Lately a few things have happened to me that have reinforced how important good and open communication is.
To illustrate the point I was at Swanage a few weekends ago to get some milage in with a climbing partner. We headed to subliminal area as my friend is getting back into it after injuring himself a while back and wanted some easy climbing, which subliminal provides aplenty. When we get there around 11:00 it’s already packed with lots of climbers, the majority we later found out from Southampton climbing club. All the ab lines were already set up so Russ and I through on our harness’, I racked up and down we went.
After a climb each we top out and sit down to have a bit to eat. We notice a slightly different vibe at the top with people milling about and seemingly worried about something. After 10 minutes one of the girls from the Southhampton climbing club comes up to us and asks us about our radios. I said that for many years now I’ve always carried radios with me, even to single pitch climbs that you get at subliminal as I think being able to communicate is a massive concern whilst climbing. It can be surprisingly hard for one to hear a yell of ‘take’ or ‘climbing’ when the wind is howling and the sea is crashing all around!
After a quick chat she asks if she can barrow them as one of their group abseiled in to do a climb but whilst at the bottom of the sea cliff he dislocated his shoulder and now couldn’t climb out but they don’t truly know how serious it is as they had to way to easily and clearly have a conversation with the guys/girls at the bottom of the cliff, hence what she required our radios for. In the end they had to call out the RNLI who sent two lifeboats, a helicopter, ambulances along with about 25 people. He was sinched out and was OK in the end.
Another thing that happened on our last climb of the day for Russ and I was again entirely avoidable or at least could have been a far less sever a situation if good communication was available.
Russ and I abseiled in to do one last easy milage climb however at the bottom we find a girl, clearly a complete novice at climbing, trying to get off the ground and begin a relatively simple climb. The problem was that she was struggling so much and beginning to panic, verbally telling me that ‘she wasn’t going to get out of here’. What made the situation dangerous was that her ‘experienced’ climbing partner couldn’t communicate with her as the route he chose put him out of site and ear. What Russ and I were able to do was to set up a communication line and ferry messages by shouting between us and then up to the guy belaying. We eventaully got the girl started on the climb and half way up to where another experienced climber was waiting on the ab line to help her finish the climb.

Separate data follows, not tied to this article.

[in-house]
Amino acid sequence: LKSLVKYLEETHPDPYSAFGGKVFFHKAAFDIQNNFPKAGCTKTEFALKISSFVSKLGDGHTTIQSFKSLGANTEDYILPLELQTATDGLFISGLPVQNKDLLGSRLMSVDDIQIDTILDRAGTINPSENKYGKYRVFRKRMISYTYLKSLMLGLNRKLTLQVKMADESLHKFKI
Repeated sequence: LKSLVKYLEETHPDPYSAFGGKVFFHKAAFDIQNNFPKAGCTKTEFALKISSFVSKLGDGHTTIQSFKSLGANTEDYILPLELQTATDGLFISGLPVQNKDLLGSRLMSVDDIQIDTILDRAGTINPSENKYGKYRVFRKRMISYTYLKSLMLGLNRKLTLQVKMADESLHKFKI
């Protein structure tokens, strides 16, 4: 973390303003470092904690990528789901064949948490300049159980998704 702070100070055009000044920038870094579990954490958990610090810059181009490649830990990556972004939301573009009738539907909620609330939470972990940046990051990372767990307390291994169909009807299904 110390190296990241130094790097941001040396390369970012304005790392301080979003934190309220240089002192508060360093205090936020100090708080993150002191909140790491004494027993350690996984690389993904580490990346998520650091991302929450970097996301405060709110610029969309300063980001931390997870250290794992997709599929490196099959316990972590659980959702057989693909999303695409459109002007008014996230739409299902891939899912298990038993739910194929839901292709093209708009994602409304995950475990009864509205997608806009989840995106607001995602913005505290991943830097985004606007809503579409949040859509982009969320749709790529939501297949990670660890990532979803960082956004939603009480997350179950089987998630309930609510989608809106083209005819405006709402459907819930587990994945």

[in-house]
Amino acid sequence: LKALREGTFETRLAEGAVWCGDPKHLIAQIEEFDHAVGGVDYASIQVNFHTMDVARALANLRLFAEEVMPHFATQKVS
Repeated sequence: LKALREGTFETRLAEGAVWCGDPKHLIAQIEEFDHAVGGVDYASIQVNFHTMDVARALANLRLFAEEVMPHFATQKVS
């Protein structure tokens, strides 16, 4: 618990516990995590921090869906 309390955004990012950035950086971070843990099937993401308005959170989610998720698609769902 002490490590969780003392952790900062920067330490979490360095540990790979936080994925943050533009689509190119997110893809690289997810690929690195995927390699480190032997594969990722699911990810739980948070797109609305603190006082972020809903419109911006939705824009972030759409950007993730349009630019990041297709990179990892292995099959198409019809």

The panic of the girl could have been entirely avoided or massively lessened had the guy chosen a route where he could maintain line of site and communication or if he had a pair of radios. It still wouldn’t have been very nice for the inexperienced girl however it would have soothed her enough to stay calm. If Russ and I hadn’t have happened to ab down to do a climb near her she couldn’t have been stuck down there a lot longer!
On the drive home I got thinking how the entire day was an example of how critical good communication is and I took from it the necessity to continue to use good communication not just when i’m climbing but throughout my day job of being a developer as well, especially since our clients have direct access to me as their developer, and I them.
So remember dear reader, communicate.